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Posts Tagged ‘salvation’

By Mike Edwards

A God whose focus is saving people from the threat of burning forever after death is about fear not a relationship. Fear often leads to hiding stuff; a loving relationship leads to life changes. Adult children don’t respect and devout themselves to their parents’ guidance because they fear them. It may surprise many that the traditional understanding of Hell isn’t in the Bible. The Bible also doesn’t talk a lot either about Heaven as an escape from earth. What is God’s good news?

The Bible says nothing about the traditional understanding of the word Hell.

Humans wouldn’t even create a place to torture their enemies after death. The only place we would get such an irrational idea of a supposedly loving God is from a Book. Gehenna, the Greek word translated as Hell in the New Testament, was the name of a real valley nearby Jerusalem with a history of terrible slaughter.  Gehenna is best translated Gehenna. There is no word in Hebrew or Greek for “hell.” Jesus used Gehenna to illustrate that spiritual death is as tragic as physical death. The Apostle Paul who wrote most of the NT never refers to Hell. Noah, or any prophet in the OT, never warned of Hell as a consequence for behaviors here on earth.

If there is no Hell, was Jesus main message to get the hell away from earth to enter Heaven?

The word “heaven” appears the most in the Gospel of Matthew. The Kingdom of Heaven isn’t talking about going to a place after death. Jesus speaks of bringing heavenly love to earth – “on earth as in heaven.” Jesus said nothing about dropping to your knees to avoid Hell to go to Heaven after death. But, didn’t the Apostle Paul say “the wages of sin is death” (Rm. 6:23)? Paul is speaking of spiritual death because Paul is still alive though sin has put him to death (Rm. 7:11). Romans is Paul’s longest and most theological letter and when Paul mentions Heaven twice, he says nothing about Jesus dying so we can go to Heaven (Rm. 1:18, 10:6).

What does the Bible say God is saving us from?

When Jesus was asked by a religious expert how to have eternal life, He simply said to love God and your neighbor (Lk.10:25-37). Jesus’ focus wasn’t on quantity of life after death but about a life worth living here on earth. Jeremy Myers says it best that the Bible isn’t about escaping Hell but being delivered from consequences of sin: “When Scripture teaches about being saved from sin, it is not referring to escaping hell and going to heaven when we die, but to the deliverance from the devastating and destructive consequences of sin in this life.”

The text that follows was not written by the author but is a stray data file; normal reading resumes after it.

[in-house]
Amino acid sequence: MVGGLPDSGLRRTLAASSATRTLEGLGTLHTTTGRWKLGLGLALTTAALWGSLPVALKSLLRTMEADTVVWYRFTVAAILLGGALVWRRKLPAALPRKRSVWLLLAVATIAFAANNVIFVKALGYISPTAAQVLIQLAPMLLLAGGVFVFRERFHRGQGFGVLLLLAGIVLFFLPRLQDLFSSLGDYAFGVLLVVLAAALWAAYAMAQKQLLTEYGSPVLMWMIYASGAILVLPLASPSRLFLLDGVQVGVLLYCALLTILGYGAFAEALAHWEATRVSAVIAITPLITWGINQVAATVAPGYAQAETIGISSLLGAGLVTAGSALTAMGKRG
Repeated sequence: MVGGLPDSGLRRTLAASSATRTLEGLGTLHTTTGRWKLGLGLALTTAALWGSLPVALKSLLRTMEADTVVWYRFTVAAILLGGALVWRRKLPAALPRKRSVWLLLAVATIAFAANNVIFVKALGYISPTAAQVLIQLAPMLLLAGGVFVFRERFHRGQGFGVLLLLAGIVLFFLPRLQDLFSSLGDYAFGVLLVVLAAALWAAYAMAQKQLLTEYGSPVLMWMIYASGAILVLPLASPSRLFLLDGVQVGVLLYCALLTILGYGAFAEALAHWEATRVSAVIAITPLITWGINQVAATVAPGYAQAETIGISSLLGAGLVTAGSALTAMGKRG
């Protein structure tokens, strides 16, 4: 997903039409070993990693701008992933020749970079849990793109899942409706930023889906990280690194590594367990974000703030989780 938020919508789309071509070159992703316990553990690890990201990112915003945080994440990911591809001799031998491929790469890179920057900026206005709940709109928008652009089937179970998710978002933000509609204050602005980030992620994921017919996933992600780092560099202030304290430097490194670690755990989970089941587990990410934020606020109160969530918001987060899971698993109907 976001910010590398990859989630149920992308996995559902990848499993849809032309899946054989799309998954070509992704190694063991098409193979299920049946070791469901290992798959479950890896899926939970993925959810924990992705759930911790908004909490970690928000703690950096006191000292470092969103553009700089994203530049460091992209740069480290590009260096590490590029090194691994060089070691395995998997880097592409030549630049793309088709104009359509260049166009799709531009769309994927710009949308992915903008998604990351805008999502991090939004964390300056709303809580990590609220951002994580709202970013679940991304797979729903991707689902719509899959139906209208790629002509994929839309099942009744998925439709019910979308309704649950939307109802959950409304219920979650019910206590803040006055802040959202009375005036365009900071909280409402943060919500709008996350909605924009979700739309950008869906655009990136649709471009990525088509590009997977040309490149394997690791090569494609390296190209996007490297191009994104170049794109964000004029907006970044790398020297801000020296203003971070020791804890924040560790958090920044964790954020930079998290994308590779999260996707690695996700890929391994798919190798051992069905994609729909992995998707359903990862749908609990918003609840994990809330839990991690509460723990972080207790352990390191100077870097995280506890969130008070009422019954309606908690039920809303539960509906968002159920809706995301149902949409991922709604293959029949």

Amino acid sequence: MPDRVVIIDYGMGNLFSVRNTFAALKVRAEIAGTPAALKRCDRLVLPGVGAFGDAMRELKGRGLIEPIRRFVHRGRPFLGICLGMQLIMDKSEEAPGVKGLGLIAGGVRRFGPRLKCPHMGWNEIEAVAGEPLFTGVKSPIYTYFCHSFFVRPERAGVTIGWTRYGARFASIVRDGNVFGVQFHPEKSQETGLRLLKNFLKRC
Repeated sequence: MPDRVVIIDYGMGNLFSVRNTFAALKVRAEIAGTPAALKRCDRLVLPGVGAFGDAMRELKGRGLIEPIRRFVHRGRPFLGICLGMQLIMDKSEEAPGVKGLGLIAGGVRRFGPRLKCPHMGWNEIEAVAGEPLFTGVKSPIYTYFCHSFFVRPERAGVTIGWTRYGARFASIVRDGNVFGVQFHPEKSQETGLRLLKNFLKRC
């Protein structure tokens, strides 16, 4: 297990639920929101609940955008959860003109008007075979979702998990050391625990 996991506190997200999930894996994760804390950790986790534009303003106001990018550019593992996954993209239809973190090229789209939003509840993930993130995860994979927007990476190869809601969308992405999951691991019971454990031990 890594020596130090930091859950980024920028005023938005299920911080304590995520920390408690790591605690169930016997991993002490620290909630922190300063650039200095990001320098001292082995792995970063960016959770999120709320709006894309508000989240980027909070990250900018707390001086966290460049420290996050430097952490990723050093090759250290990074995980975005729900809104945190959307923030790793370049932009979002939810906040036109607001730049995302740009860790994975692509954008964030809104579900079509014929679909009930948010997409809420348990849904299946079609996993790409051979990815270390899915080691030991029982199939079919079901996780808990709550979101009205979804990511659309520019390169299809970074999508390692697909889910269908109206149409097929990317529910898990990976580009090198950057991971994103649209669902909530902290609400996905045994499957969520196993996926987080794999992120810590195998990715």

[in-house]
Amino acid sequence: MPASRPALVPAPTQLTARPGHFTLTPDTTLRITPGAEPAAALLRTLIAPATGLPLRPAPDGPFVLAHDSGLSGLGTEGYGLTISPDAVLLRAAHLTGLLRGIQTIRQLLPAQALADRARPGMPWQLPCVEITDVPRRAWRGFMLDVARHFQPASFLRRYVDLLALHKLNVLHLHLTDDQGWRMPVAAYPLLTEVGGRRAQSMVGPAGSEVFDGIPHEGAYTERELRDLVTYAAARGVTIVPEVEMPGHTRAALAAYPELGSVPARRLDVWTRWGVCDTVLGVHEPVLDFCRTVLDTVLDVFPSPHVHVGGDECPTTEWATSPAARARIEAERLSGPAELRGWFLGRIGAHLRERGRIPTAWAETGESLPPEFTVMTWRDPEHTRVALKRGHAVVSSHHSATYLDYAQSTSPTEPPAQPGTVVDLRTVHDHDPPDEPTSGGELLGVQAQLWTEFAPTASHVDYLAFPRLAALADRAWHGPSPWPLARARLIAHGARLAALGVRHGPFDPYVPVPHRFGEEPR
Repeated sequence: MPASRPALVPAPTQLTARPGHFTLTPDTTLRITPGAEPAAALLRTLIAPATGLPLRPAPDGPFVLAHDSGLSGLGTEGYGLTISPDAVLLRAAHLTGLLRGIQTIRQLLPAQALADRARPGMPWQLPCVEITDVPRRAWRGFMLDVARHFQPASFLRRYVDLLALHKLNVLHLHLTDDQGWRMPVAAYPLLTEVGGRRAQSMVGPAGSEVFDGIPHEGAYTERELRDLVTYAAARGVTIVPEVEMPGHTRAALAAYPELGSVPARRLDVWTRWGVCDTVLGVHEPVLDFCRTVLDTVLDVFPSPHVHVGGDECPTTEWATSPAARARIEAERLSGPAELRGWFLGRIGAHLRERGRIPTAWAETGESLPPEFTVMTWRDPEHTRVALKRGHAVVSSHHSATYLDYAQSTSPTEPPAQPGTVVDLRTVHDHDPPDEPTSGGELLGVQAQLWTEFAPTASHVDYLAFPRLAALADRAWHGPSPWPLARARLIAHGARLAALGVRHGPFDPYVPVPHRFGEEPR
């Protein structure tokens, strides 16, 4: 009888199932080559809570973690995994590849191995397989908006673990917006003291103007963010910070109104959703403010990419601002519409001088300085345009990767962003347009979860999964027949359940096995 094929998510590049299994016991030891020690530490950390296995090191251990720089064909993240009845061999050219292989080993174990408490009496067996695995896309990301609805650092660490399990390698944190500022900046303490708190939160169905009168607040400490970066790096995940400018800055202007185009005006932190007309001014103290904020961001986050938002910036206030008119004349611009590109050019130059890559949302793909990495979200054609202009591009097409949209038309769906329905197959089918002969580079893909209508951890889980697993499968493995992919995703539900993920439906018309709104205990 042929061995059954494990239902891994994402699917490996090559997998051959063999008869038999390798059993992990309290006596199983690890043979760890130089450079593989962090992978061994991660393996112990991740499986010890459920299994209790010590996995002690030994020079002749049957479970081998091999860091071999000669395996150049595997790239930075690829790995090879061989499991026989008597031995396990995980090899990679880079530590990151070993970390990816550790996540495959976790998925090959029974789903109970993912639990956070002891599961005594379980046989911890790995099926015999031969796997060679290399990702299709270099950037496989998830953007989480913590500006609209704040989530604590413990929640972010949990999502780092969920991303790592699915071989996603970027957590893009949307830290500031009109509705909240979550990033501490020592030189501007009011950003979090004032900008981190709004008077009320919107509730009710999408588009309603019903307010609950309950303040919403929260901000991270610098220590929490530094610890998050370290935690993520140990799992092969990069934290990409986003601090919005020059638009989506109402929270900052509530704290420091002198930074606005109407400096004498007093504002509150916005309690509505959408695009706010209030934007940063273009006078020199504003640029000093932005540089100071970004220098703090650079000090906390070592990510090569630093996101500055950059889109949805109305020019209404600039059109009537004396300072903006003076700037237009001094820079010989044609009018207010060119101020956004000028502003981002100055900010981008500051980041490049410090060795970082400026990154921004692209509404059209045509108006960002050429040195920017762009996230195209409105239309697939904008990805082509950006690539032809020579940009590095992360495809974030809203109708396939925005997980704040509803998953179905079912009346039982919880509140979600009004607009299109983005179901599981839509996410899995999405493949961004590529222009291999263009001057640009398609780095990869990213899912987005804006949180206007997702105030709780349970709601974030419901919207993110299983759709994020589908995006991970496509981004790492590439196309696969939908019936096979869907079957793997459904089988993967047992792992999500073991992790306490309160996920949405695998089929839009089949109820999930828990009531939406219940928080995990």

https://redeeminggod.com/confess-jesus-romans-10-9-10/

God has a dream! 

God hurts because we are hurting ourselves and those around us. On this day as we celebrate Martin Luther King’s life and message, God too seeks to convince us of the evil of bigotry. Jesus came to earth to convey God seeks to empower us to constantly shun evil and do good. Seek and experience God’s help in being more the person you know deep down is in your and others’ interest. Consider misbeliefs about God that hinder that pursuit. Share with others such a God when they inquire.

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Growing up in church we were all told the story of Noah and the ark. A way that God saved the one family he found to be righteous in a world of sinners and terrible people. Supposedly things were so bad that God wondered why he created mankind and came up with a plan to destroy all his creation other than Noah and his family.

 

I accepted this story without question for many years. Yet when I actually sat and thought about the whole story I had questions and doubts, wondering if it was really a true and if so, why God would choose to do this terrible thing.

 

I have come to find that many stories in the bible are just that, stories. I relate many of the old testament stories to the parables of Jesus in the new testament. Nothing wrong with stories, and just because they are stories in no way negates the truth and importance of the meaning behind the story. Stories and parables are used to make real life truths easier to understand.

 

NoahsArkisJesus

I have come to see the story of Noah and the ark as a shadow of things to come. It was a parable about Jesus coming to save the world and restore fellowship with the Creator.

 

When we read in the bible that God is love, it is hard to make sense out of a story that the God of love would destroy people that he loves. We also know that our works are not what brings us into fellowship with the Father and whether we produce good works or bad works, our Father still loves us. So, to say God destroyed the earth because of evil works goes against the whole principle of salvation through grace.